By the time you read this post, the ALA awards will have been announced, and unless you were actually there for the press conference in Dallas, you probably, like me, got up early, grabbed a cup of coffee and logged on to the live-stream for the announcements.

As well, if you’re like me, you probably had your favorites, the ones that you were holding onto for that treasured recognition. Indeed, there are some in our midst whose books have been “buzzing” with award fervor.  We especially longed for medals for you. (And I hope you had a good supply of both vodka and Maalox by your side). 

As the conference proceeded, you probably jumped up and down with joy for at least a couple of the choices, (I’m still smiling about Ashley Bryan and Susan Cooper) and likewise you scratched your head and grumbled about the titles that were left out. 

This is the way it was for me this morning when my own personal list of favorite books and favorite authors were both announced . . . and not. 

In the space of an hour my wise and generous, downright magnanimous self watched in wonder as the titles showed up on my computer screen.  Little squeals of delight burst between my lips.  But at the same time, my darker petulant and downright angry side was shouting, “What the . . . ?” 

And that’s it in a nutshell, isn’t it?  This whole writing/publishing/recognition thing speaks to how subjective it all is.  I’ve been on both sides of publication and rejection, of receiving awards and judging awards, of being highly recognized and shut out.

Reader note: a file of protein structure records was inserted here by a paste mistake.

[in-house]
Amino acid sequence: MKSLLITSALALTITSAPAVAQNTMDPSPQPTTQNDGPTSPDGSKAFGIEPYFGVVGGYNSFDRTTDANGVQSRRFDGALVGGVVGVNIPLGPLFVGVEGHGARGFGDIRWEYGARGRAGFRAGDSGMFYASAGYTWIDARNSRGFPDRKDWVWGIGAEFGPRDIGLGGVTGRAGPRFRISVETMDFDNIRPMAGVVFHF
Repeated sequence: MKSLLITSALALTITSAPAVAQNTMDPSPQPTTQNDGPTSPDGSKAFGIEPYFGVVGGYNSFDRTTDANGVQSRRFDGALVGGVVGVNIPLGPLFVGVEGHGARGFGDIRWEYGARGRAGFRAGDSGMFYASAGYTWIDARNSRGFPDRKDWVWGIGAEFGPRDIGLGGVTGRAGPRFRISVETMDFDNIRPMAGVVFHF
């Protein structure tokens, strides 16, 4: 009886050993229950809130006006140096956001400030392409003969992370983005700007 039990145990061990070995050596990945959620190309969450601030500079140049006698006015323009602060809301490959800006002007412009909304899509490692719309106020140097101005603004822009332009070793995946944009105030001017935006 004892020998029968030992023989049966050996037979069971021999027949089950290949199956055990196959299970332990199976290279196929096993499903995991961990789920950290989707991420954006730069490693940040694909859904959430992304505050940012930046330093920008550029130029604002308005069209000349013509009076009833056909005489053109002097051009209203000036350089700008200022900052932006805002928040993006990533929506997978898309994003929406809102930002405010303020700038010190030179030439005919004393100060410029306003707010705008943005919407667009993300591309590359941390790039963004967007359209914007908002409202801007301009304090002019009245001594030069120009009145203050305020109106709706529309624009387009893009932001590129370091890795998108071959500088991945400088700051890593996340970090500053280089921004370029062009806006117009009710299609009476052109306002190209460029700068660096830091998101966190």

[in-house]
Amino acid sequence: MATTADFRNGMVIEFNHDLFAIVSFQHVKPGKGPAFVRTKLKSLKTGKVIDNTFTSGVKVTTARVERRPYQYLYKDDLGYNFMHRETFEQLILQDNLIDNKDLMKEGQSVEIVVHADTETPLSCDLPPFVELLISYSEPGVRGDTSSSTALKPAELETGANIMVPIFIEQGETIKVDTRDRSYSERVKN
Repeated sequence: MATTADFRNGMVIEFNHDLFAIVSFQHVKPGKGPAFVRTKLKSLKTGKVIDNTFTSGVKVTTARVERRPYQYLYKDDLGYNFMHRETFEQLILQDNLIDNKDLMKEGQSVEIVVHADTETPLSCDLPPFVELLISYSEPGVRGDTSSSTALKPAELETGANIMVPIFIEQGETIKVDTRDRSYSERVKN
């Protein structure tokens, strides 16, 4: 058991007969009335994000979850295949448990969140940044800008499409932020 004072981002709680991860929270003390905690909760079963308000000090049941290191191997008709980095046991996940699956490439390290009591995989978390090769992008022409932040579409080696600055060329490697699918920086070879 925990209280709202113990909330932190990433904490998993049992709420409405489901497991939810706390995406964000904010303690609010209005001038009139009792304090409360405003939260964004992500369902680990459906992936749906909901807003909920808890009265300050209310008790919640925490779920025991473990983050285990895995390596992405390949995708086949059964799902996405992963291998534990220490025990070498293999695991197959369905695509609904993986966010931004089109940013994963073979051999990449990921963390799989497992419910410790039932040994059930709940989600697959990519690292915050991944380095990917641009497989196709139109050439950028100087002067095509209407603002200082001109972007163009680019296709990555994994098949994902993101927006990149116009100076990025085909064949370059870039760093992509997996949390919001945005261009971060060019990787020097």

What do we do with this?  I don’t have any clear answers because to deny the sheer happiness and alternating sadness would diminish all of it I think.

What I know is that humans have a driving need for acknowledgement, for others of our kind to recognize good work when we see it.  Thus the overpowering desire for publication.  A book is a sure sign that we’ve done something significant, that we’ve broken barriers and worked hard.  An award amplifies that. 

What I I think is that we’re all in search of glory. 

But let me just say that glory comes in many sizes.  Some days it ends with a small “be,” and that’s enough.  When I say “glory be” out loud it reminds me of the joy and wonder that I experience at the end of a well-formed sentence—both my own and others.  It’s there when my cat jumps onto my keyboard and reminds me to stretch.  I can tuck it into my back pocket and sit on it while I look for the missing plot point.

And then there are those wondrous glories that end in “hallelujah.”  Because they’re a bit more rare, they give us something to reach for . . . something like writing a book that is prize-worthy even if doesn’t actually get the prize.